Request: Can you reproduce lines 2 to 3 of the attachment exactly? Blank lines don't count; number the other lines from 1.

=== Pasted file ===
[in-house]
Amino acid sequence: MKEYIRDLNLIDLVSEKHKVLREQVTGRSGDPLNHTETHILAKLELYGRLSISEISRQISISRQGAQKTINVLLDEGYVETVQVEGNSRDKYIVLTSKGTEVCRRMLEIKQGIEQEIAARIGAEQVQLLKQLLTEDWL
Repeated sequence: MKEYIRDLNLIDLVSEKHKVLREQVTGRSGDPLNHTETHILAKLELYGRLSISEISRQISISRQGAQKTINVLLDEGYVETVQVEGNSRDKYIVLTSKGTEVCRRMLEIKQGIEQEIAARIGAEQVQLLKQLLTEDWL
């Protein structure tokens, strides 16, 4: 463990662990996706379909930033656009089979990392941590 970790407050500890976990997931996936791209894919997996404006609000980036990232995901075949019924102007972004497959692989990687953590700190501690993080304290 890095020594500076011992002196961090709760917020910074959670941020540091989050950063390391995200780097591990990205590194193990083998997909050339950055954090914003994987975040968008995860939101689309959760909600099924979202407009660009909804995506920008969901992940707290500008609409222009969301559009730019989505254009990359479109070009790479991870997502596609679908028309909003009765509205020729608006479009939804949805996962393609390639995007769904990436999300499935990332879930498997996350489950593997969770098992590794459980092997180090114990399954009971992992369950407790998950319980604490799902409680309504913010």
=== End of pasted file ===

Amino acid sequence: MKEYIRDLNLIDLVSEKHKVLREQVTGRSGDPLNHTETHILAKLELYGRLSISEISRQISISRQGAQKTINVLLDEGYVETVQVEGNSRDKYIVLTSKGTEVCRRMLEIKQGIEQEIAARIGAEQVQLLKQLLTEDWL
Repeated sequence: MKEYIRDLNLIDLVSEKHKVLREQVTGRSGDPLNHTETHILAKLELYGRLSISEISRQISISRQGAQKTINVLLDEGYVETVQVEGNSRDKYIVLTSKGTEVCRRMLEIKQGIEQEIAARIGAEQVQLLKQLLTEDWL